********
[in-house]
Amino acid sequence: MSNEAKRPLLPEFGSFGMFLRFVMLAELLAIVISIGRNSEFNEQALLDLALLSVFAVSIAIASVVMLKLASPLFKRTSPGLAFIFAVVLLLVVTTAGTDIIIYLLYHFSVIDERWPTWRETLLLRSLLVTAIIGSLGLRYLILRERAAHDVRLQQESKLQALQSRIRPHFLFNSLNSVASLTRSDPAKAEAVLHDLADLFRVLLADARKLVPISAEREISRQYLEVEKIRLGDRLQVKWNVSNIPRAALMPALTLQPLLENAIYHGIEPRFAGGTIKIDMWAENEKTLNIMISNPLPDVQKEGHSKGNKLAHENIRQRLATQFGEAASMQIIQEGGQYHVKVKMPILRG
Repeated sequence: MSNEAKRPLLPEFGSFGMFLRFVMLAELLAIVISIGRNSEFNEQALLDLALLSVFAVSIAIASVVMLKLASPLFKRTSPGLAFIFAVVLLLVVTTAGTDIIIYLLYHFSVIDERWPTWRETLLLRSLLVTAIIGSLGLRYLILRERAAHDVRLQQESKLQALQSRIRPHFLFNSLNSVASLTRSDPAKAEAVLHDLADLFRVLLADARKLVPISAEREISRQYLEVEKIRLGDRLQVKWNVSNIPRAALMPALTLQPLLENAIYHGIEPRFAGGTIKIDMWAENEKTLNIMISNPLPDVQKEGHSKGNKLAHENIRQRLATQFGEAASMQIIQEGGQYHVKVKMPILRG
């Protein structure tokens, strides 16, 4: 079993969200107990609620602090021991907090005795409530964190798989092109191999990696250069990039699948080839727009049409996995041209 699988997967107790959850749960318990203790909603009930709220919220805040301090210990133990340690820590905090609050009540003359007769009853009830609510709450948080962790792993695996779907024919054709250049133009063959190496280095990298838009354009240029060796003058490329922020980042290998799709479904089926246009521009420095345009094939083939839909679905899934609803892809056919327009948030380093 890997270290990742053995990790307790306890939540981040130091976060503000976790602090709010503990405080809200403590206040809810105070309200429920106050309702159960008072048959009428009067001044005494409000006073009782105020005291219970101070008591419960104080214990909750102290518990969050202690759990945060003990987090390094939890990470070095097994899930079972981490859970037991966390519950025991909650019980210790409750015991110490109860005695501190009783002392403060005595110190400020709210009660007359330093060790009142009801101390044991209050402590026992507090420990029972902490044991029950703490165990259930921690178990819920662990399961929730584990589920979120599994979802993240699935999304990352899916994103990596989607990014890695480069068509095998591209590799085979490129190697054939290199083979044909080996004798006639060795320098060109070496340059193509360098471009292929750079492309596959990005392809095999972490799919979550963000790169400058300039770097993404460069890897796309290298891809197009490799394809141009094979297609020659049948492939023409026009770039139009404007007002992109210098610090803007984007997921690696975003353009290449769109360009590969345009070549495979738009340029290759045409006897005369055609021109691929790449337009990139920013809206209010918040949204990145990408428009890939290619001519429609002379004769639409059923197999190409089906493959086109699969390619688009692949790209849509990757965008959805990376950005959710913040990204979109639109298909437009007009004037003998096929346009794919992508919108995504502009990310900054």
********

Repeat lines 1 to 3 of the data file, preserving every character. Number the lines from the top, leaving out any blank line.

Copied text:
[in-house]
Amino acid sequence: MSNEAKRPLLPEFGSFGMFLRFVMLAELLAIVISIGRNSEFNEQALLDLALLSVFAVSIAIASVVMLKLASPLFKRTSPGLAFIFAVVLLLVVTTAGTDIIIYLLYHFSVIDERWPTWRETLLLRSLLVTAIIGSLGLRYLILRERAAHDVRLQQESKLQALQSRIRPHFLFNSLNSVASLTRSDPAKAEAVLHDLADLFRVLLADARKLVPISAEREISRQYLEVEKIRLGDRLQVKWNVSNIPRAALMPALTLQPLLENAIYHGIEPRFAGGTIKIDMWAENEKTLNIMISNPLPDVQKEGHSKGNKLAHENIRQRLATQFGEAASMQIIQEGGQYHVKVKMPILRG
Repeated sequence: MSNEAKRPLLPEFGSFGMFLRFVMLAELLAIVISIGRNSEFNEQALLDLALLSVFAVSIAIASVVMLKLASPLFKRTSPGLAFIFAVVLLLVVTTAGTDIIIYLLYHFSVIDERWPTWRETLLLRSLLVTAIIGSLGLRYLILRERAAHDVRLQQESKLQALQSRIRPHFLFNSLNSVASLTRSDPAKAEAVLHDLADLFRVLLADARKLVPISAEREISRQYLEVEKIRLGDRLQVKWNVSNIPRAALMPALTLQPLLENAIYHGIEPRFAGGTIKIDMWAENEKTLNIMISNPLPDVQKEGHSKGNKLAHENIRQRLATQFGEAASMQIIQEGGQYHVKVKMPILRG